I think that kind of sums up my experience with Subway Midnight, if I’m being honest — everything I absolutely loved from the angle of art direction was weighed against everything dragging it down from the game design perspective. The storyline was subtle and nuanced, but as long as you listened to what your emotions and gut were telling you, it was understandable. Awesome! But the game-within-a-game (meta!) was something of a Slenderman clone (pick up 8 of X before Y gets ya!) — and unpausable at that. Frustrating. Every ghost had environments and puzzles that really dove deeply into their psyche. Incredible! But I can’t see what I’m supposed to be picking up/where I’m going far too often, and I’m unable to manually save. Hmm. As an art piece, I was constantly thrilled by what I was witnessing; as a game, I was annoyed by how often I lost patience with small issues with seemingly smaller solutions to fix them.
Despite any perceived issues, I’d heartily recommend Subway Midnight to those who prefer art and novelty over mechanics. I feel that spookycute games like this draw the former crowd over the latter, so it’s an absolutely easy sell. The characters have their own individual charm that make you feel sincere concern for them, there are spooky moments aplenty but few genuinely scary moments so it’s great for cowards (like me), and I think it’s an overall really unique experience. In the very least, I can promise that you’ll likely never get bored traipsing through the 100+ train cars.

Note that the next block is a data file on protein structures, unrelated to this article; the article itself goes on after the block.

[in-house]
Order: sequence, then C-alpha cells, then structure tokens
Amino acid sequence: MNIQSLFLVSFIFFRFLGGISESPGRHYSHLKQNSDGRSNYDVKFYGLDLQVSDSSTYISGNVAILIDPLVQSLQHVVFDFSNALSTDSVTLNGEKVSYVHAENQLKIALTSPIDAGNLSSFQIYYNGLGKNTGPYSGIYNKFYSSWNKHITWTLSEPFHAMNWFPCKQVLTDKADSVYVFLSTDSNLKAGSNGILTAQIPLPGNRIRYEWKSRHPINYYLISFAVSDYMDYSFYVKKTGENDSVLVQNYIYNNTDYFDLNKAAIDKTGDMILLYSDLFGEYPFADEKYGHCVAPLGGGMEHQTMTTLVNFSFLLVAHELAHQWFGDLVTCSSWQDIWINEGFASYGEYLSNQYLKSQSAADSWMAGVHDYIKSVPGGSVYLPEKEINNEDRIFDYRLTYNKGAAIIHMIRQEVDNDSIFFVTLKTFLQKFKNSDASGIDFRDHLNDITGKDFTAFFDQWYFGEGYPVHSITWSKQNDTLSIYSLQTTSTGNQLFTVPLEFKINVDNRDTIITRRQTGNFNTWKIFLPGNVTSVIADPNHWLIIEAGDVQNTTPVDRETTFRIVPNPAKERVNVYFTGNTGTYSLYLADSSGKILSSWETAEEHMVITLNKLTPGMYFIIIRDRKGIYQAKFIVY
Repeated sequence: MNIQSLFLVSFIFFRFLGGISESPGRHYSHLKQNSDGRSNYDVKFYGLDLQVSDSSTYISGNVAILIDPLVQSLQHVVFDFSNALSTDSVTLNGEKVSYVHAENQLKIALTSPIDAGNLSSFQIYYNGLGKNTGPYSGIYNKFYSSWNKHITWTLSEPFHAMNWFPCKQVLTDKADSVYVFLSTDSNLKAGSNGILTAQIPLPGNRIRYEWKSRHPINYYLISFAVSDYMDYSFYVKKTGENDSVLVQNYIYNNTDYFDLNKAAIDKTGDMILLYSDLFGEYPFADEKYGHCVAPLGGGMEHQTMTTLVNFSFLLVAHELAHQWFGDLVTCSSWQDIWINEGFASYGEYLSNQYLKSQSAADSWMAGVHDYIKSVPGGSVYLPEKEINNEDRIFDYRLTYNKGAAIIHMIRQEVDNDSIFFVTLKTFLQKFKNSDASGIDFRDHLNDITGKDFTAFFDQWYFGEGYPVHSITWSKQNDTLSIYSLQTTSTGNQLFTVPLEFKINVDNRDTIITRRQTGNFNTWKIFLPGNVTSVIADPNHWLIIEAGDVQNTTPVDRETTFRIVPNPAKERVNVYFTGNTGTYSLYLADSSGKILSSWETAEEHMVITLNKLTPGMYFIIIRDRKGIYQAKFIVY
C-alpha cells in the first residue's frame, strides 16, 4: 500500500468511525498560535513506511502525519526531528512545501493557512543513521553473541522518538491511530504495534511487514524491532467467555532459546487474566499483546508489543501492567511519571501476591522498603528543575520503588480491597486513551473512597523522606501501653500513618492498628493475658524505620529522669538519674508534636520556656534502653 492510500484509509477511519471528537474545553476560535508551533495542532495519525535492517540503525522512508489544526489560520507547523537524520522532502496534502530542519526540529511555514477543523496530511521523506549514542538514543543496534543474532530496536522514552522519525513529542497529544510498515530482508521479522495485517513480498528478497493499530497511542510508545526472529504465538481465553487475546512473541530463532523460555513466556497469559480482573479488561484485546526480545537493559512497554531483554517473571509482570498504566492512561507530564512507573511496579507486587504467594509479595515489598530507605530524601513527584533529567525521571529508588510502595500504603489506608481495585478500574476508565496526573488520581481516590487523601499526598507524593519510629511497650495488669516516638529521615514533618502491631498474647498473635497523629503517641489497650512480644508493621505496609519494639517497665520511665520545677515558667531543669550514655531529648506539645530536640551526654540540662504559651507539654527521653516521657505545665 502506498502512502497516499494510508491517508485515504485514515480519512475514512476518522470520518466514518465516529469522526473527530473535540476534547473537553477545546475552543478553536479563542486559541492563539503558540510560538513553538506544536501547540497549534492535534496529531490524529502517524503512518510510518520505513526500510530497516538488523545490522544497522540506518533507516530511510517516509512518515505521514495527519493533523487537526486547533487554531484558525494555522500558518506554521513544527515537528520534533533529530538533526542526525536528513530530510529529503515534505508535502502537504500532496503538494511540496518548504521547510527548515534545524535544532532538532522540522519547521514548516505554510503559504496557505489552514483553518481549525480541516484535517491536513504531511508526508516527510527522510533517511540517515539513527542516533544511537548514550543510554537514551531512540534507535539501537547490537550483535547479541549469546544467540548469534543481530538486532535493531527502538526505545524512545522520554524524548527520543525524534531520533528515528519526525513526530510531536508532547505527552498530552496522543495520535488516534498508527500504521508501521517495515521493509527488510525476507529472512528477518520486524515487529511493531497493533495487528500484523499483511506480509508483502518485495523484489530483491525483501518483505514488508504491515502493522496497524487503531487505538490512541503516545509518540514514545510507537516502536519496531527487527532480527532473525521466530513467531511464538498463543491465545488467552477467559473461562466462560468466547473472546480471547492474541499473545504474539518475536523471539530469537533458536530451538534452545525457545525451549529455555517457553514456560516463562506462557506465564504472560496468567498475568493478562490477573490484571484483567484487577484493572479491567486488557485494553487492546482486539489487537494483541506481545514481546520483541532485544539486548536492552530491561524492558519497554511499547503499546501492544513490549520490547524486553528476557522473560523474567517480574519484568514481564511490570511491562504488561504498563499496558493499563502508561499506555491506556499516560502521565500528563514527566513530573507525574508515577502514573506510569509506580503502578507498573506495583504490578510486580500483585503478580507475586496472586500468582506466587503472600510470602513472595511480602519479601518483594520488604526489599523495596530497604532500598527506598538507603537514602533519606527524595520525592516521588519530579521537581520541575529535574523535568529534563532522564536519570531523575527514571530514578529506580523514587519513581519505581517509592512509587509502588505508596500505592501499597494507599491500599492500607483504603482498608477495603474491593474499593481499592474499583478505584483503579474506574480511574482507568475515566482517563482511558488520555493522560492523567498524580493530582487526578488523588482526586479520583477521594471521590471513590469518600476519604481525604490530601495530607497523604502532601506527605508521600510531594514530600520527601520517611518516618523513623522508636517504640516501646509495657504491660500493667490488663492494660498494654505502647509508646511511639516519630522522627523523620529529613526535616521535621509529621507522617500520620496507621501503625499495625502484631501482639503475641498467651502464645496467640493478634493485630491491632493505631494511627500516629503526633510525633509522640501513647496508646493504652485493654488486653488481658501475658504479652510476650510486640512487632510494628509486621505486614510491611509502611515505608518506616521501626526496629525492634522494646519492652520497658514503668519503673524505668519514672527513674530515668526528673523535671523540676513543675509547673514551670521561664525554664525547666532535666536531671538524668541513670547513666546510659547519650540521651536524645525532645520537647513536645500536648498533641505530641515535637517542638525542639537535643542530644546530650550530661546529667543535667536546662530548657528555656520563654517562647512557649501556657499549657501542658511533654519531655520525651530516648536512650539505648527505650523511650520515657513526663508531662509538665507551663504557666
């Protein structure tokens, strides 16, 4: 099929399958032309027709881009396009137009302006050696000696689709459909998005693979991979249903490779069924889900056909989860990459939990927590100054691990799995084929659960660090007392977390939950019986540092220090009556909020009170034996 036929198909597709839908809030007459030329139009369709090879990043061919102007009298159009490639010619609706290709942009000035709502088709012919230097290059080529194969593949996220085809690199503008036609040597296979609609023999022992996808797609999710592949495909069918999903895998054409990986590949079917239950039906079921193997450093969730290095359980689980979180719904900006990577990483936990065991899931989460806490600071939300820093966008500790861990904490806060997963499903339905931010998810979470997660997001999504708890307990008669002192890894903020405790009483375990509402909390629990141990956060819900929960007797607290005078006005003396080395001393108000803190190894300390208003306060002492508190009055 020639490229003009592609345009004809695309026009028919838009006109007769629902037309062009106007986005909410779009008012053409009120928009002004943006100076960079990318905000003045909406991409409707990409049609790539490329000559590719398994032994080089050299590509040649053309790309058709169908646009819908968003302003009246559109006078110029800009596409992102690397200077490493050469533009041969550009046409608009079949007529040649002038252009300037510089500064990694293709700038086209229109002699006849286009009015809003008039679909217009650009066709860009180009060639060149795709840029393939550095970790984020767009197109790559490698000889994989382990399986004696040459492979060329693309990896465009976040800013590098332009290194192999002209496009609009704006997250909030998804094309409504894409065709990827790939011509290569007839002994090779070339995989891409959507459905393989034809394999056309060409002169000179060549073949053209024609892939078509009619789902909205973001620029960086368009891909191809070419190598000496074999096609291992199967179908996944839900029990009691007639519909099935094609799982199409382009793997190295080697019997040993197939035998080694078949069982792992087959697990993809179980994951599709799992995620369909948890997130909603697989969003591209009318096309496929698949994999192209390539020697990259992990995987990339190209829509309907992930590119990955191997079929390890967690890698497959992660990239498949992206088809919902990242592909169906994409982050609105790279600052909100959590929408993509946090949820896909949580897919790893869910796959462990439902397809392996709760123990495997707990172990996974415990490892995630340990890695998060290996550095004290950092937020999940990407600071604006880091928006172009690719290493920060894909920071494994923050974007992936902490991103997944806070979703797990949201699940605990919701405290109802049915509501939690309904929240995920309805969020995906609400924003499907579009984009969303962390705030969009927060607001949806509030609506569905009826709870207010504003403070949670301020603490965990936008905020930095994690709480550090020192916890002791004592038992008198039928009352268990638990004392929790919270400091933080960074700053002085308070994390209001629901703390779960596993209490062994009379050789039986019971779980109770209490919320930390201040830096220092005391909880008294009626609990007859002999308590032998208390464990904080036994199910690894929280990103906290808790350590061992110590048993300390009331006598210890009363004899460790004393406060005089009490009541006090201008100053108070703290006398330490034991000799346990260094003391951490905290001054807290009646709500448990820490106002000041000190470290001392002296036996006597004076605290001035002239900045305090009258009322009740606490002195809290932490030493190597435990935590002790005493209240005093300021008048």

If you were drawn to Subway Midnight’s art style and love novelty and/or spookycute games, you’re going to immediately love this one. Its unique, constantly-changing visual style is mind-bogglingly impressive, especially to those who can appreciate the sheer amount of work that went into it. If you’re looking for a spooky (but not scary) game to get completely sucked into, a ticket to ride on Subway Midnight only costs $9.99.
Final Verdict: 3.5/5
Available on: PC (reviewed); Publisher: Aggro Crab; Developer: Bubby Darkstar; Players: 1; Released: October 28, 2021; MSRP: $9.99
Editor’s note: This review is based on a retail copy of Subway Midnight provided by the publisher.